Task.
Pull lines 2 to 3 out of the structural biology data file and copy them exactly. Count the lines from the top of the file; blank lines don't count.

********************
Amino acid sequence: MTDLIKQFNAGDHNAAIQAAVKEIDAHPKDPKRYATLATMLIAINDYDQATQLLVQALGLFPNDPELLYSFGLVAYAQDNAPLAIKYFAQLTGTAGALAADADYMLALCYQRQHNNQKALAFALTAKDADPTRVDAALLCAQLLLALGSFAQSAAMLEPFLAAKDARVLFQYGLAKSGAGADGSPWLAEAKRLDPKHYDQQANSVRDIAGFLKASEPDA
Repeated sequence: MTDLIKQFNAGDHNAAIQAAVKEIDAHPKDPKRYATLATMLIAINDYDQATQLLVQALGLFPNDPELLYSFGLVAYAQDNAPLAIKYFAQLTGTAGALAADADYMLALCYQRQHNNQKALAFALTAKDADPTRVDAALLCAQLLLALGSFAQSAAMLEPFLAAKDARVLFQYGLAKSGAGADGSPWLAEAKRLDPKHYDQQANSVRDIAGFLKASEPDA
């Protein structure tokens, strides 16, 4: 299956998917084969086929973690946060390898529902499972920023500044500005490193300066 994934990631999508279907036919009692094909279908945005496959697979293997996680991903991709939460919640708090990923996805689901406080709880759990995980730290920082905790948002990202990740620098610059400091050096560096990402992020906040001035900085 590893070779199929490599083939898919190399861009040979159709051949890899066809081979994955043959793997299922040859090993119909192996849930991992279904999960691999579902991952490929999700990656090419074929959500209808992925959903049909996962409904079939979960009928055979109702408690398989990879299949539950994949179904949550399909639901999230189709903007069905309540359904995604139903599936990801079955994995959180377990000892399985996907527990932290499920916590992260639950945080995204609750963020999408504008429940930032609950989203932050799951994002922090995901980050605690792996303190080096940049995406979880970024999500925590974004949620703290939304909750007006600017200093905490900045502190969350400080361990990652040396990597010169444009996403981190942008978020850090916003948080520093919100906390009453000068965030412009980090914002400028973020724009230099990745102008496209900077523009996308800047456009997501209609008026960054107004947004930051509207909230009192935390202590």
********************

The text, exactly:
Repeated sequence: MTDLIKQFNAGDHNAAIQAAVKEIDAHPKDPKRYATLATMLIAINDYDQATQLLVQALGLFPNDPELLYSFGLVAYAQDNAPLAIKYFAQLTGTAGALAADADYMLALCYQRQHNNQKALAFALTAKDADPTRVDAALLCAQLLLALGSFAQSAAMLEPFLAAKDARVLFQYGLAKSGAGADGSPWLAEAKRLDPKHYDQQANSVRDIAGFLKASEPDA
């Protein structure tokens, strides 16, 4: 299956998917084969086929973690946060390898529902499972920023500044500005490193300066 994934990631999508279907036919009692094909279908945005496959697979293997996680991903991709939460919640708090990923996805689901406080709880759990995980730290920082905790948002990202990740620098610059400091050096560096990402992020906040001035900085 590893070779199929490599083939898919190399861009040979159709051949890899066809081979994955043959793997299922040859090993119909192996849930991992279904999960691999579902991952490929999700990656090419074929959500209808992925959903049909996962409904079939979960009928055979109702408690398989990879299949539950994949179904949550399909639901999230189709903007069905309540359904995604139903599936990801079955994995959180377990000892399985996907527990932290499920916590992260639950945080995204609750963020999408504008429940930032609950989203932050799951994002922090995901980050605690792996303190080096940049995406979880970024999500925590974004949620703290939304909750007006600017200093905490900045502190969350400080361990990652040396990597010169444009996403981190942008978020850090916003948080520093919100906390009453000068965030412009980090914002400028973020724009230099990745102008496209900077523009996308800047456009997501209609008026960054107004947004930051509207909230009192935390202590």